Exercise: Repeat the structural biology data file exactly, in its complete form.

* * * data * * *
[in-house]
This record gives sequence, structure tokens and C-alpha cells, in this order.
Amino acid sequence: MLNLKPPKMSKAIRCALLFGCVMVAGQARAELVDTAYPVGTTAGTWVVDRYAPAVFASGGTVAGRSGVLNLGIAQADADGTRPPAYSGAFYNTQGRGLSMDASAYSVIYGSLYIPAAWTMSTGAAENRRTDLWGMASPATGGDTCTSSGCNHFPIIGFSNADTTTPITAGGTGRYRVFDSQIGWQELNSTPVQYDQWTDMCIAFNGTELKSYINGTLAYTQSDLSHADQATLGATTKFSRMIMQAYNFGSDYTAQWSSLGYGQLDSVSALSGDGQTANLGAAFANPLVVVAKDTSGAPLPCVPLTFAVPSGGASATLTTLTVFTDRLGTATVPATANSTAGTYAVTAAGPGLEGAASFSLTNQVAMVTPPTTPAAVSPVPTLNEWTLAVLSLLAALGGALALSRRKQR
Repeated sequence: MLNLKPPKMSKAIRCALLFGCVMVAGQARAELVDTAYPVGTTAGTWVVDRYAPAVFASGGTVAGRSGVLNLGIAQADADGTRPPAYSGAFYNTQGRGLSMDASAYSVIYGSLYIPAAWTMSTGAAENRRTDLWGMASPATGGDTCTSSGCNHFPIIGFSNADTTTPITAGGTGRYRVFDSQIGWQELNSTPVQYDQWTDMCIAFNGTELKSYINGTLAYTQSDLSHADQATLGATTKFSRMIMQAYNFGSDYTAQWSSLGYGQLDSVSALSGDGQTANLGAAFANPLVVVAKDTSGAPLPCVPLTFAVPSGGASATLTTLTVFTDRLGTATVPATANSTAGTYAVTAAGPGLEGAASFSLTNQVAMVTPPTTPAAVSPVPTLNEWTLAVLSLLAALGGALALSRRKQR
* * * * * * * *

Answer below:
[in-house]
This record gives sequence, structure tokens and C-alpha cells, in this order.
Amino acid sequence: MLNLKPPKMSKAIRCALLFGCVMVAGQARAELVDTAYPVGTTAGTWVVDRYAPAVFASGGTVAGRSGVLNLGIAQADADGTRPPAYSGAFYNTQGRGLSMDASAYSVIYGSLYIPAAWTMSTGAAENRRTDLWGMASPATGGDTCTSSGCNHFPIIGFSNADTTTPITAGGTGRYRVFDSQIGWQELNSTPVQYDQWTDMCIAFNGTELKSYINGTLAYTQSDLSHADQATLGATTKFSRMIMQAYNFGSDYTAQWSSLGYGQLDSVSALSGDGQTANLGAAFANPLVVVAKDTSGAPLPCVPLTFAVPSGGASATLTTLTVFTDRLGTATVPATANSTAGTYAVTAAGPGLEGAASFSLTNQVAMVTPPTTPAAVSPVPTLNEWTLAVLSLLAALGGALALSRRKQR
Repeated sequence: MLNLKPPKMSKAIRCALLFGCVMVAGQARAELVDTAYPVGTTAGTWVVDRYAPAVFASGGTVAGRSGVLNLGIAQADADGTRPPAYSGAFYNTQGRGLSMDASAYSVIYGSLYIPAAWTMSTGAAENRRTDLWGMASPATGGDTCTSSGCNHFPIIGFSNADTTTPITAGGTGRYRVFDSQIGWQELNSTPVQYDQWTDMCIAFNGTELKSYINGTLAYTQSDLSHADQATLGATTKFSRMIMQAYNFGSDYTAQWSSLGYGQLDSVSALSGDGQTANLGAAFANPLVVVAKDTSGAPLPCVPLTFAVPSGGASATLTTLTVFTDRLGTATVPATANSTAGTYAVTAAGPGLEGAASFSLTNQVAMVTPPTTPAAVSPVPTLNEWTLAVLSLLAALGGALALSRRKQR